If you’re wondering how long it takes for therapy to work, it depends on how much and how deeply you want to make use of psychotherapy. When it comes to how often you should go to therapy, it can be one session, or six months or more of weekly sessions. Even if the most immediate issues are resolved or quelled, your emotions and experiences are a deep well. You might find that you enjoyed the experience enough to continue with your sessions to try and tackle additional problems or explore more about yourself.
However, when people have a history of extreme trauma, abuse, or neglect, they generally need several years in individual therapy, or even more. Trauma from important relationships early in life, like parents, is difficult to work through and requires another committed and consistently trustworthy person to help repair those wounds. It’s usually a much slower process of developing trust in the therapist and transforming childhood ways of coping into more effective ways.
Recent research indicates that on average, 15 to 20 sessions are required for 50 percent of patients to recover as indicated by self-reported symptom measures. A growing number of specific psychological treatments of moderate duration (e.g., 12 to 16 weekly sessions) have been scientifically shown to result in clinically significant improvements.
In practice, patients and therapists sometimes prefer to continue treatment over longer periods (e.g., 20 to 30 sessions over six months), to achieve more complete symptom remission and to feel confident in the skills needed to maintain treatment gains. Clinical research evidence suggests that people with co-occurring conditions or certain personality difficulties may require a longer average number of therapy sessions (e.g., 12-18 months) for counseling to be effective.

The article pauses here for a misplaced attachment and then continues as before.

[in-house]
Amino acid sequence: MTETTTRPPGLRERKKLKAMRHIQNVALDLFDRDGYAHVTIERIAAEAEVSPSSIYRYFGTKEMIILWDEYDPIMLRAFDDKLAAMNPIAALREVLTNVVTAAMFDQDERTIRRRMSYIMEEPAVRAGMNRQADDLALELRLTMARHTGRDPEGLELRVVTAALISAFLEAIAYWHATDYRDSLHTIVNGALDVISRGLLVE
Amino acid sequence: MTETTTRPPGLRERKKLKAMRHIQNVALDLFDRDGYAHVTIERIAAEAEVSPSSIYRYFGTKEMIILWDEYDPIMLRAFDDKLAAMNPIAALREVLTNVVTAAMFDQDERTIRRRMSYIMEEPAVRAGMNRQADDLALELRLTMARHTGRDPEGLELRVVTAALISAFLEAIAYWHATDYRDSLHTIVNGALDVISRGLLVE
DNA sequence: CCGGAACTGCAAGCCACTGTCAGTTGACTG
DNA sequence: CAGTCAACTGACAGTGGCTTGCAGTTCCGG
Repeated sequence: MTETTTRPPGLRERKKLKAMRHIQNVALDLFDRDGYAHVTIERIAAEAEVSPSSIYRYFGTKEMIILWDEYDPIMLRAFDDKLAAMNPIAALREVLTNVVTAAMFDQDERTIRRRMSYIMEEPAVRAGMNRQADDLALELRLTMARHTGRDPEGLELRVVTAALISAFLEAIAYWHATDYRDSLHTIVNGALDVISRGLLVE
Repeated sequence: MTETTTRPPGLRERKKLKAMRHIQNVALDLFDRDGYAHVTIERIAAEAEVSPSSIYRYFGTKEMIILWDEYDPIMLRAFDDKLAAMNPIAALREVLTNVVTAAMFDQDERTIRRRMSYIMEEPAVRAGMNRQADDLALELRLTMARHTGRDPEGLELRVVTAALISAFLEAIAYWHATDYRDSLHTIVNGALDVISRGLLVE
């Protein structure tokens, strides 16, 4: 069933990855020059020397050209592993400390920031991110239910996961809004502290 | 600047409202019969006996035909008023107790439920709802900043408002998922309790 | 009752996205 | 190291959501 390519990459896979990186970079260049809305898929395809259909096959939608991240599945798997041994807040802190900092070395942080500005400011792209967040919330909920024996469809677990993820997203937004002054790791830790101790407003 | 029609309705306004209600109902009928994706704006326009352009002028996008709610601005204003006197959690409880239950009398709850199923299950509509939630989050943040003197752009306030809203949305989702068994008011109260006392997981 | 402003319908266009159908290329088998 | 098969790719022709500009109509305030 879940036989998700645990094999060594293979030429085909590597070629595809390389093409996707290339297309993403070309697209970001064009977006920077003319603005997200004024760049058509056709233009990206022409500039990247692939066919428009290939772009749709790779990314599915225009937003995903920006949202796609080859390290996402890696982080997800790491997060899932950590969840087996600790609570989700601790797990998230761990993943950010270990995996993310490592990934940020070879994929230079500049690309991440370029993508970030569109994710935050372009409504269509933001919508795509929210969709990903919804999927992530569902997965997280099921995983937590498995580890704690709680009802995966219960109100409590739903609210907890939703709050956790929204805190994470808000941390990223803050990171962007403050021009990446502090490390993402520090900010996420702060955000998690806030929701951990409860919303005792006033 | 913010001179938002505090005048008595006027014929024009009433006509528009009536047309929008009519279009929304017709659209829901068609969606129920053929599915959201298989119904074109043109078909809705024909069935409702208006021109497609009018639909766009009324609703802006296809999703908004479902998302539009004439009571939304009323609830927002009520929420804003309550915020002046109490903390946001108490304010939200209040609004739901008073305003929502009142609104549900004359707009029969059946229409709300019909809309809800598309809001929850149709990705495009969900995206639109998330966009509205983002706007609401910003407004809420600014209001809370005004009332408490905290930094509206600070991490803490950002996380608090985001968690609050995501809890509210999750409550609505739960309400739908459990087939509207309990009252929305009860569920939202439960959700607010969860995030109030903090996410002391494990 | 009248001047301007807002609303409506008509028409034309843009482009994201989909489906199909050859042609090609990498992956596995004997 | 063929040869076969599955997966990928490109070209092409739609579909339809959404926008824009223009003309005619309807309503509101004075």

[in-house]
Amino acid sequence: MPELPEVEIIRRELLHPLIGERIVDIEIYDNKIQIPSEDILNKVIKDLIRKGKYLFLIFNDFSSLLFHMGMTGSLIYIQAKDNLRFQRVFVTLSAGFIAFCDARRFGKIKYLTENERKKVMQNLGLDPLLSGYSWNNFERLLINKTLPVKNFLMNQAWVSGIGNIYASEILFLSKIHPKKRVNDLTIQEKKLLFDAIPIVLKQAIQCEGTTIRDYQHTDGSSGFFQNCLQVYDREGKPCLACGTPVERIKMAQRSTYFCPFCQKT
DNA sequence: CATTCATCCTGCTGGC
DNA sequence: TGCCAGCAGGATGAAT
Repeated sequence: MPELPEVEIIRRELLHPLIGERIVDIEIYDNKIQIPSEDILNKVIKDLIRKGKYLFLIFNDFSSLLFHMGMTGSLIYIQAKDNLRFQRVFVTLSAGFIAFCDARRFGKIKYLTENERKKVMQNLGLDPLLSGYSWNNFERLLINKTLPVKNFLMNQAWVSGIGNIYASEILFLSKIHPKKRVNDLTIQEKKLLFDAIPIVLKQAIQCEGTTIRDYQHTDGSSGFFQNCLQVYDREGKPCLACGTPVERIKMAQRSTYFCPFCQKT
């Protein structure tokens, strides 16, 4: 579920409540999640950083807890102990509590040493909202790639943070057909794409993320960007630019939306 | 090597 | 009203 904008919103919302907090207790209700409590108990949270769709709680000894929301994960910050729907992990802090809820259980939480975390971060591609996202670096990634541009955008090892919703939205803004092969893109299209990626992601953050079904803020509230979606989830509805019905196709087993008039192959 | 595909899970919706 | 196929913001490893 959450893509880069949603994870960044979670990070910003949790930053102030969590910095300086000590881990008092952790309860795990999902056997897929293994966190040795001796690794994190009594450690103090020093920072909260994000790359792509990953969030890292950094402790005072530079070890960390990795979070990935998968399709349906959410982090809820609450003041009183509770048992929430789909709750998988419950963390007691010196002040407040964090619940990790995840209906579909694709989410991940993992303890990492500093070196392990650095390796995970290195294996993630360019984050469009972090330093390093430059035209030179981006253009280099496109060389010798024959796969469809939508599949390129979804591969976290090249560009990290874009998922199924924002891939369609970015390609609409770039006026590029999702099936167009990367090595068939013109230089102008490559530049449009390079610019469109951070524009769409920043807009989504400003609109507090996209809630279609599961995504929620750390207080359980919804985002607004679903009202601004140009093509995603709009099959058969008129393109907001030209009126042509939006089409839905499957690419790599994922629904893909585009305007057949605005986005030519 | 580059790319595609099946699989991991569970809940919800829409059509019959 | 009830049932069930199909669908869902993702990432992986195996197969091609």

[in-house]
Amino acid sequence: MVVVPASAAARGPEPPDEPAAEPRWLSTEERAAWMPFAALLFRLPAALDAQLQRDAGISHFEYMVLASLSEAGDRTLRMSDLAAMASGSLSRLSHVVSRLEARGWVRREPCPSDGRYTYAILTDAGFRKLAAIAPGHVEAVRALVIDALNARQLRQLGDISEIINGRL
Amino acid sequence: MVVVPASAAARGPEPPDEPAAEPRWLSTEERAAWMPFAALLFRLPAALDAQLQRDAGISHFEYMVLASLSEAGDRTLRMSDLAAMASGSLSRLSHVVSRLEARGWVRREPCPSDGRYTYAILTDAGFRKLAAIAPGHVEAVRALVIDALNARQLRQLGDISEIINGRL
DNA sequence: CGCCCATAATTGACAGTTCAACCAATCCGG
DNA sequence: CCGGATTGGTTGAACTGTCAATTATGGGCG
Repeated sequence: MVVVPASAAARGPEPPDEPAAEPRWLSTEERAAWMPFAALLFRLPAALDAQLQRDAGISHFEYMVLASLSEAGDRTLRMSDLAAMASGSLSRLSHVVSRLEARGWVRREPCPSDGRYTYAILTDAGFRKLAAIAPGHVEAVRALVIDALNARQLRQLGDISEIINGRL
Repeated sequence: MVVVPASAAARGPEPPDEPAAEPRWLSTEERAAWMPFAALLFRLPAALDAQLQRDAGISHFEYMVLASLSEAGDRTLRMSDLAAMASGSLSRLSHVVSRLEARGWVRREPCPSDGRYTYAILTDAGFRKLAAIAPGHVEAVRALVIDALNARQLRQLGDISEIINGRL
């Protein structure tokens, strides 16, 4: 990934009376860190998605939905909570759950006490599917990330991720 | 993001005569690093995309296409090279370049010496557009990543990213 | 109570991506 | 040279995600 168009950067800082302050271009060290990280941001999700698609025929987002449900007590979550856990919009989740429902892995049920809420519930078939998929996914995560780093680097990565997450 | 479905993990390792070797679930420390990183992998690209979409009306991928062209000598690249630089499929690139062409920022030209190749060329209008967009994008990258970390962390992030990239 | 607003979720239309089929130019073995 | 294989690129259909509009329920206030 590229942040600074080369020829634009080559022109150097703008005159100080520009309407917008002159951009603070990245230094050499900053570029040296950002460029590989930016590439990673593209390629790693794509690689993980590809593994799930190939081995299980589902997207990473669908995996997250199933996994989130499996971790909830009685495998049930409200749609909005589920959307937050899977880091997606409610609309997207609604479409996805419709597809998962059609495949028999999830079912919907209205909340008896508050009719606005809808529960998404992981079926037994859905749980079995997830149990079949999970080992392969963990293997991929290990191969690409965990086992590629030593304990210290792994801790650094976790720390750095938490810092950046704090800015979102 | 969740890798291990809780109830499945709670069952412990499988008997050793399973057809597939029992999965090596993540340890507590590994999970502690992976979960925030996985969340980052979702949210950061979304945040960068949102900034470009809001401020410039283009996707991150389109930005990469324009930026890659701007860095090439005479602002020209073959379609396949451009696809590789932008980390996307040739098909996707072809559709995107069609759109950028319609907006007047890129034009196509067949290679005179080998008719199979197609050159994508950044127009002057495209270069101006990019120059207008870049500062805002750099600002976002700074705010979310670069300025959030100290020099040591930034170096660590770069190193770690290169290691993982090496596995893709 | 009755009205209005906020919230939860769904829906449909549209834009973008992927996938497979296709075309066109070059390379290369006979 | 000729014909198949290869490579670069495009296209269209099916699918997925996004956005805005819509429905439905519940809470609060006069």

It should be noted that one of the signs of a good therapist is a willingness to fully understand their client and provide them with the treatment necessary to get better - no matter how long it takes.
The length of therapy treatment for anxiety depends on the method used. Cognitive behavioral therapy (CBT) and exposure therapy are the most widely-used therapy for anxiety disorders. Research has shown these methods to be effective in the treatment of panic disorder, phobias, social anxiety disorder, and generalized anxiety disorder, among many other conditions.